A wavelength-routed optical network can suffer inefficiencies due to the wavelength-continuity constraint (under which a signal has to remain on the same wavelength from the source to the destination). In order to eliminate or reduce the effects of this constraint, a device called a wavelength converter may be utilized. Due to the high cost of these wavelength converters, many studies have attempted to determine the exact benefits of wavelength conversion. However, most of these studies have focused on optical networks that implement full wavelength conversion capabilities. An alternative to full wavelength conversion is to employ only a sparse number of wavelength converters throughout the network, thereby reducing network costs. This study will focus on different versions of sparse wavelength conversion--namely, sparse nodal conversion, sparse switch-output conversion, and sparse (or limited) range conversion--to determine if most of the benefits of full conversion can be obtained using only sparse conversion. Simulation and analytical results on these three different classes of sparse wavelength conversion will be presented. In addition, this study will present heuristic techniques for the placement of sparse conversion facilities within an optical network.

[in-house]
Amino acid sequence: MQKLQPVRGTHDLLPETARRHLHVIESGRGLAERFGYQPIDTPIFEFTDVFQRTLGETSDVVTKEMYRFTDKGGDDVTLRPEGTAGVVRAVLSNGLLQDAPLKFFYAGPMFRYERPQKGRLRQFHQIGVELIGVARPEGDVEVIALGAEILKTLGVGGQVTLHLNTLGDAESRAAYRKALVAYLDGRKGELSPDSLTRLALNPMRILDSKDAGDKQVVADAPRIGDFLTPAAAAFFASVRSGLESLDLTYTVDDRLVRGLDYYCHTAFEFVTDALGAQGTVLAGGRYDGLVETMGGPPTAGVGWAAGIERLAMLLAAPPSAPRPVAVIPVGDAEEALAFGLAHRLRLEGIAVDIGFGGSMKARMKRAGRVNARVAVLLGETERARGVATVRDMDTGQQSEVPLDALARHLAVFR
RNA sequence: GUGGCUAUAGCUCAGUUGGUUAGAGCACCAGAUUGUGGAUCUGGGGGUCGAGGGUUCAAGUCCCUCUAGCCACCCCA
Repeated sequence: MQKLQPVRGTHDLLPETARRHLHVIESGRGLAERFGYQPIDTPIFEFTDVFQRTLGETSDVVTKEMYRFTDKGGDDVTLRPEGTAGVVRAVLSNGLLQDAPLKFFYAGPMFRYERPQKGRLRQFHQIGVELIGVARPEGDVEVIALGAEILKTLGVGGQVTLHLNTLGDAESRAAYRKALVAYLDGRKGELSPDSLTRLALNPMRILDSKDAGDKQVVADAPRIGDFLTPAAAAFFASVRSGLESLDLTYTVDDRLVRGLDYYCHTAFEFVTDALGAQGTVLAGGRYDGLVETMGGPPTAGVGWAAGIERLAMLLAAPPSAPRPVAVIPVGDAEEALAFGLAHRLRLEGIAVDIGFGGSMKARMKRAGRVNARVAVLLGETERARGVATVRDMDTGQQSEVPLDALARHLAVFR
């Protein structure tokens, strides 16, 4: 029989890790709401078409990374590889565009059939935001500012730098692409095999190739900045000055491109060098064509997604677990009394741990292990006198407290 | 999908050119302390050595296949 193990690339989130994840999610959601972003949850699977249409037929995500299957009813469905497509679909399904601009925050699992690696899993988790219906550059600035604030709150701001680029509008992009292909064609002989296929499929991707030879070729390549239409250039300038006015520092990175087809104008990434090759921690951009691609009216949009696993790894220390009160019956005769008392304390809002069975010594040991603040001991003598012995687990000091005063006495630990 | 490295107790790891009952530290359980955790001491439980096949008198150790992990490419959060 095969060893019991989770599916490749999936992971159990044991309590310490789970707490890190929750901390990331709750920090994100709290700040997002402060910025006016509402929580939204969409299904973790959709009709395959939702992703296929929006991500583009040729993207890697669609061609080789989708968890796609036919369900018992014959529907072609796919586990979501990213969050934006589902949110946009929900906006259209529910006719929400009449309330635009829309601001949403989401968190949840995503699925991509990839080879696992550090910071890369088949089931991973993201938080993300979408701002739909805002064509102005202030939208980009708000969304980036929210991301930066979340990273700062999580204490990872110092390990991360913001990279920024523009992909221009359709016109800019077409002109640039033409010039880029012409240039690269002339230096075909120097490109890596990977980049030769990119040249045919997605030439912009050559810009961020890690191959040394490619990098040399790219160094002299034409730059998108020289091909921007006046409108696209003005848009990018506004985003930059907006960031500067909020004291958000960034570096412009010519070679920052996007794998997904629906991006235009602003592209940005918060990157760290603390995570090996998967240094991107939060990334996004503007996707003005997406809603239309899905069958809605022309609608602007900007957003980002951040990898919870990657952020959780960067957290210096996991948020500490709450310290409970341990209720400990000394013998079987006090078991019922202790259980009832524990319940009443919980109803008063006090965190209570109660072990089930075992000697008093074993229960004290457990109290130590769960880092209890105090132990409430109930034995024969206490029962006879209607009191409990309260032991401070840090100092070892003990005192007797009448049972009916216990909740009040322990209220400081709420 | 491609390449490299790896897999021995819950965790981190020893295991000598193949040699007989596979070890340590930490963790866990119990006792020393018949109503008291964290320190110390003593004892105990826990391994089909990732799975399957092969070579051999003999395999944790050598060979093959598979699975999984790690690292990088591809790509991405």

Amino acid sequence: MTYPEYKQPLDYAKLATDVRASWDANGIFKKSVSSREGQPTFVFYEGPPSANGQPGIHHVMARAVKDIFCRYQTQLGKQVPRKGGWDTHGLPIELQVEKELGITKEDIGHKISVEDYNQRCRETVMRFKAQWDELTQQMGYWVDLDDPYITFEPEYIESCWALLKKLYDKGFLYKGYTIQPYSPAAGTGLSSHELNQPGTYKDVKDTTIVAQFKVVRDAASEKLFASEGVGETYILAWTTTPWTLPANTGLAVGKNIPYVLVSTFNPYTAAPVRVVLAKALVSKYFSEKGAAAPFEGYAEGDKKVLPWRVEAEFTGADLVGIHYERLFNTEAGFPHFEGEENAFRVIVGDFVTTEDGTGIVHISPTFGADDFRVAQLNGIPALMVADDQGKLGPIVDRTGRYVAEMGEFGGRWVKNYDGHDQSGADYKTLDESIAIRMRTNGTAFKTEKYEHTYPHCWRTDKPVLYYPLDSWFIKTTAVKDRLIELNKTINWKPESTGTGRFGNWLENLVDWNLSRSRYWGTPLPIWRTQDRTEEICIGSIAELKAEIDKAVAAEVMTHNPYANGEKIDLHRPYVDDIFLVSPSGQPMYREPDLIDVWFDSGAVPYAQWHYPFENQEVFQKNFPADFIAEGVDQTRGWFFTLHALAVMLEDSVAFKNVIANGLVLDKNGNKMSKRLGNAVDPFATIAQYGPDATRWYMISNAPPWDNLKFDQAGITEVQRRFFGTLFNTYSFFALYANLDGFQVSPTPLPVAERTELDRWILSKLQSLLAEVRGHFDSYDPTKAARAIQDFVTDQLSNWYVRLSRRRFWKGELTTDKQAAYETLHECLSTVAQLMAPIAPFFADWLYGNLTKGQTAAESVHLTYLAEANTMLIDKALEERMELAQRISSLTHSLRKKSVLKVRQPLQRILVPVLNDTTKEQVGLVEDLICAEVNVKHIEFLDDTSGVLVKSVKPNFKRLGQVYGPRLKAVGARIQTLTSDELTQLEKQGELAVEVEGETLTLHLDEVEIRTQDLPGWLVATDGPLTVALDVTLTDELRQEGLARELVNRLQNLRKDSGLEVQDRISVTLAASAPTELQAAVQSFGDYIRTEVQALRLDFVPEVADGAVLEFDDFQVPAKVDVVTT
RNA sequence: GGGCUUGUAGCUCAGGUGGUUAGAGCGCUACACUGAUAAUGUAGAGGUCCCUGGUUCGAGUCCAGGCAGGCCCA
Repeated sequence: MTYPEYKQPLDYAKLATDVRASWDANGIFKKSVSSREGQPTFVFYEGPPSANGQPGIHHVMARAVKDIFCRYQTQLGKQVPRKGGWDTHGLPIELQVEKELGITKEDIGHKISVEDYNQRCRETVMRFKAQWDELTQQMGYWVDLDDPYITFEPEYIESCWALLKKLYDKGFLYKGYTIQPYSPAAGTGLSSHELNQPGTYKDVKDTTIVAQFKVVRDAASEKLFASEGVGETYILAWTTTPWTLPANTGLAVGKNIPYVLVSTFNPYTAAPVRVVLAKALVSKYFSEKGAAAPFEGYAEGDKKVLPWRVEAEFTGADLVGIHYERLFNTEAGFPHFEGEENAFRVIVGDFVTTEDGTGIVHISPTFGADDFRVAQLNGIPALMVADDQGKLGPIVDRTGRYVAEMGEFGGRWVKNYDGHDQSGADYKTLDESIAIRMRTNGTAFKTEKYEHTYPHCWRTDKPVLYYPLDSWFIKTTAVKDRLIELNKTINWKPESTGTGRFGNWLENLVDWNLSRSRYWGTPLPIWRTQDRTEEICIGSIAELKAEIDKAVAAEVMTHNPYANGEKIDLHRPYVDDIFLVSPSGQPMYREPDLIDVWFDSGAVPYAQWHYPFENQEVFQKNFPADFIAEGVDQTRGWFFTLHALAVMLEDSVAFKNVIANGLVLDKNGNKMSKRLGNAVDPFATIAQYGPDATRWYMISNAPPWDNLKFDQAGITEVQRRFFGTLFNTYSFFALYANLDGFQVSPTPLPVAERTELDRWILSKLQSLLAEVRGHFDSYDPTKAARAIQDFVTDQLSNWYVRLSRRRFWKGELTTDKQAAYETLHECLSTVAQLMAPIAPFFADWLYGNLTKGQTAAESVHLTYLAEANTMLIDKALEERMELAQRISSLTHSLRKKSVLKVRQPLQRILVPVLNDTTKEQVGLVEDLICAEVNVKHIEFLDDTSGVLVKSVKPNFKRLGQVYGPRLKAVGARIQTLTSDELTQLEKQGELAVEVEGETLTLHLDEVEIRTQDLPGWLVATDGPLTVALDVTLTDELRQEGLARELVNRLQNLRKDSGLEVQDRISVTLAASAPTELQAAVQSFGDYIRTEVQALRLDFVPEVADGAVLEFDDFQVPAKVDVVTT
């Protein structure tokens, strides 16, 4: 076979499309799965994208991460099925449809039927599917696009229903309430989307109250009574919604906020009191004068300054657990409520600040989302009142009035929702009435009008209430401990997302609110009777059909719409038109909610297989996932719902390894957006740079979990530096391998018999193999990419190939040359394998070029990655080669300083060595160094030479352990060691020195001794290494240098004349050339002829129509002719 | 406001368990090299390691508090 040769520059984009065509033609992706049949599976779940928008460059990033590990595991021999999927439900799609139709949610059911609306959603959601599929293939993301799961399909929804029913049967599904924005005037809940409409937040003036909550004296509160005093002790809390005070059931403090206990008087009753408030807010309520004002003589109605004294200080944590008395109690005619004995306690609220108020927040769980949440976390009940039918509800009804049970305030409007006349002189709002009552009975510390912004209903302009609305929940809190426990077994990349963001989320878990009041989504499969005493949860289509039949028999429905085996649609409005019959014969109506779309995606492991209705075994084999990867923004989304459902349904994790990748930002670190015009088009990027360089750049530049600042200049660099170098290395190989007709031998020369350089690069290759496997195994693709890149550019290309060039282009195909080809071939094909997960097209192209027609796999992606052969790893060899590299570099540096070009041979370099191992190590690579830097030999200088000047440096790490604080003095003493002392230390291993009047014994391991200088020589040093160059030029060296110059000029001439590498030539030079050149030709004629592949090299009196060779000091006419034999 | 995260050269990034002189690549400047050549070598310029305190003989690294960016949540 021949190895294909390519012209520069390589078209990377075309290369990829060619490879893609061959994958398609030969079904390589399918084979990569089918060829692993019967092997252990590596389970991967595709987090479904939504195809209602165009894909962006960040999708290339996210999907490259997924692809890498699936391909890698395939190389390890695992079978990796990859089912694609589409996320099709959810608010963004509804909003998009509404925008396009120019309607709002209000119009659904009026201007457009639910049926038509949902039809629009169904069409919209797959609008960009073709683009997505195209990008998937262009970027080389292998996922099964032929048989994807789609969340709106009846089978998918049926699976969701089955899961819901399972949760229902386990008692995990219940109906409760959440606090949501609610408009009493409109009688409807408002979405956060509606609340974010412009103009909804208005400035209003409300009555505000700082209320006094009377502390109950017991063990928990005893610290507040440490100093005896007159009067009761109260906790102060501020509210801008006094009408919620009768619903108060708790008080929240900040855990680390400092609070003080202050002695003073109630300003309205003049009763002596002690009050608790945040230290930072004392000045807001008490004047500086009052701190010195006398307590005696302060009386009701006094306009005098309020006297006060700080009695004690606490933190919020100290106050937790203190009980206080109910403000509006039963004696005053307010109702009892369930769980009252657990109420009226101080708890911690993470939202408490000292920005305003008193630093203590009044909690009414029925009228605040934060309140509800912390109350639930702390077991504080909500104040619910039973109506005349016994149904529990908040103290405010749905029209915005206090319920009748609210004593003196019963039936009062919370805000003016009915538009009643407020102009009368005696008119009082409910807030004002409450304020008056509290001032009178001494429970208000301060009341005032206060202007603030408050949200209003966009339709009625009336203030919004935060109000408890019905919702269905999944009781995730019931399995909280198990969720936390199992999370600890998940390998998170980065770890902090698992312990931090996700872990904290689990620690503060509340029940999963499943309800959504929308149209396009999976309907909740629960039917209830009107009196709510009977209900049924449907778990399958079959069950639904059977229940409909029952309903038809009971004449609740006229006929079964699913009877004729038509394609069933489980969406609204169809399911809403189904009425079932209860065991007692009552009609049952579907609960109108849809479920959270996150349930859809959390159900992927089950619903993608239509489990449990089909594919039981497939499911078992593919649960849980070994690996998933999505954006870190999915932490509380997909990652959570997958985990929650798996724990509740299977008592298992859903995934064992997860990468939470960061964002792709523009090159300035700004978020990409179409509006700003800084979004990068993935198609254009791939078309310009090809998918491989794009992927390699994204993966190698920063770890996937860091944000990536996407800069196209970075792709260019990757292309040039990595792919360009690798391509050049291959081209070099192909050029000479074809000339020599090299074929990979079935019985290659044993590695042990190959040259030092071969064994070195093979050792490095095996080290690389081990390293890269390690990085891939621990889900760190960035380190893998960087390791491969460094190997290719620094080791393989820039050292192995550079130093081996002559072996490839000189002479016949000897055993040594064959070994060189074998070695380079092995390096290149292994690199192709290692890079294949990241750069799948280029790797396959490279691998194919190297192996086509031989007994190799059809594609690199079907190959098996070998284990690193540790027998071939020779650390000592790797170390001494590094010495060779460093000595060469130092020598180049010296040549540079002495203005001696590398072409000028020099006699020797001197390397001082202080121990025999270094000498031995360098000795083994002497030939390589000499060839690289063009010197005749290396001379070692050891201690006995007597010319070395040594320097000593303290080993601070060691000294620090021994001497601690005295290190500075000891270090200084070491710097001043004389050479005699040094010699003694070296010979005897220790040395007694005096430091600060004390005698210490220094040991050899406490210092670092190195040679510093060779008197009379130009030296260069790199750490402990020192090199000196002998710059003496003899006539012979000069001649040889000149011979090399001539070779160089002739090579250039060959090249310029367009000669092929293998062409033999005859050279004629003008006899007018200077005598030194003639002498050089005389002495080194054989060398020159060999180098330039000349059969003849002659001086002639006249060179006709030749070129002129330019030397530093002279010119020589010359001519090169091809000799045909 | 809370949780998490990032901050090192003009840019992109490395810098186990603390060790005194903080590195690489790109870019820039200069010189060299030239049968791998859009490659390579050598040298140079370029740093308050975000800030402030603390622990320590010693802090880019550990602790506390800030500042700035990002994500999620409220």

Photonic Network Communications – Springer Journals
Published: Oct 19, 2004
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